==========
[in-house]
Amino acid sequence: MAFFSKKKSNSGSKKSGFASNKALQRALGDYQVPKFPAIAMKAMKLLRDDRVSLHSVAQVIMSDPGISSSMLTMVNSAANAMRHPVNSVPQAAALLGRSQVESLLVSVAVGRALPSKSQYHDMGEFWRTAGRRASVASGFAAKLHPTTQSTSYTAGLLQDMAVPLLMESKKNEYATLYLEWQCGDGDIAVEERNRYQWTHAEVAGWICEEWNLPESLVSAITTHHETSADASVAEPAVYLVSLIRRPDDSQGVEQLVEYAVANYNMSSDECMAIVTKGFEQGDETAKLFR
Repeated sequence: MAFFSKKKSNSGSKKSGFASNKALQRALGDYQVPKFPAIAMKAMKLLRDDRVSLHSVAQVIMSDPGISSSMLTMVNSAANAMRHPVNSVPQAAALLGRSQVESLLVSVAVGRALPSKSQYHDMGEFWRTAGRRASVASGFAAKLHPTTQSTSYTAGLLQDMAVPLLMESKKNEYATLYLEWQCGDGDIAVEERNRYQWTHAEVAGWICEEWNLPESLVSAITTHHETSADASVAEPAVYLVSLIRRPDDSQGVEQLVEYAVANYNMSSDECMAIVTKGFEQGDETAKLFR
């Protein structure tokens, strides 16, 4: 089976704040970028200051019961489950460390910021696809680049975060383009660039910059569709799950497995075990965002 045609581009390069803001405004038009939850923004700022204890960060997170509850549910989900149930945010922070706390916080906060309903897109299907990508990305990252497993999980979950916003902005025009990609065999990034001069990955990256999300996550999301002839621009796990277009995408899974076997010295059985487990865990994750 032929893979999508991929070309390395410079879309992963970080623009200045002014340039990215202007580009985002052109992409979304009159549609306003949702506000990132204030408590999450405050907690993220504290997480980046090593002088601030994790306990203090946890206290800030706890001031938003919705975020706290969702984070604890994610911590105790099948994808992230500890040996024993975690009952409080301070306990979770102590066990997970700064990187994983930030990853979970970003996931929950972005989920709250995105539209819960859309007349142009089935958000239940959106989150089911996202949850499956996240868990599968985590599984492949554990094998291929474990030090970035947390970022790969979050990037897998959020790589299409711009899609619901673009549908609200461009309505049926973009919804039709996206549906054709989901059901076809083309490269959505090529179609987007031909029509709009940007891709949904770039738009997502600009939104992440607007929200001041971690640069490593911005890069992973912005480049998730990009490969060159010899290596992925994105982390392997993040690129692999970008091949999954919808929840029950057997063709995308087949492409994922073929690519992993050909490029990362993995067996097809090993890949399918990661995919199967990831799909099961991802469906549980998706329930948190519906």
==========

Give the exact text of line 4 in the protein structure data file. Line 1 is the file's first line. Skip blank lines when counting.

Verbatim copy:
């Protein structure tokens, strides 16, 4: 089976704040970028200051019961489950460390910021696809680049975060383009660039910059569709799950497995075990965002 045609581009390069803001405004038009939850923004700022204890960060997170509850549910989900149930945010922070706390916080906060309903897109299907990508990305990252497993999980979950916003902005025009990609065999990034001069990955990256999300996550999301002839621009796990277009995408899974076997010295059985487990865990994750 032929893979999508991929070309390395410079879309992963970080623009200045002014340039990215202007580009985002052109992409979304009159549609306003949702506000990132204030408590999450405050907690993220504290997480980046090593002088601030994790306990203090946890206290800030706890001031938003919705975020706290969702984070604890994610911590105790099948994808992230500890040996024993975690009952409080301070306990979770102590066990997970700064990187994983930030990853979970970003996931929950972005989920709250995105539209819960859309007349142009089935958000239940959106989150089911996202949850499956996240868990599968985590599984492949554990094998291929474990030090970035947390970022790969979050990037897998959020790589299409711009899609619901673009549908609200461009309505049926973009919804039709996206549906054709989901059901076809083309490269959505090529179609987007031909029509709009940007891709949904770039738009997502600009939104992440607007929200001041971690640069490593911005890069992973912005480049998730990009490969060159010899290596992925994105982390392997993040690129692999970008091949999954919808929840029950057997063709995308087949492409994922073929690519992993050909490029990362993995067996097809090993890949399918990661995919199967990831799909099961991802469906549980998706329930948190519906």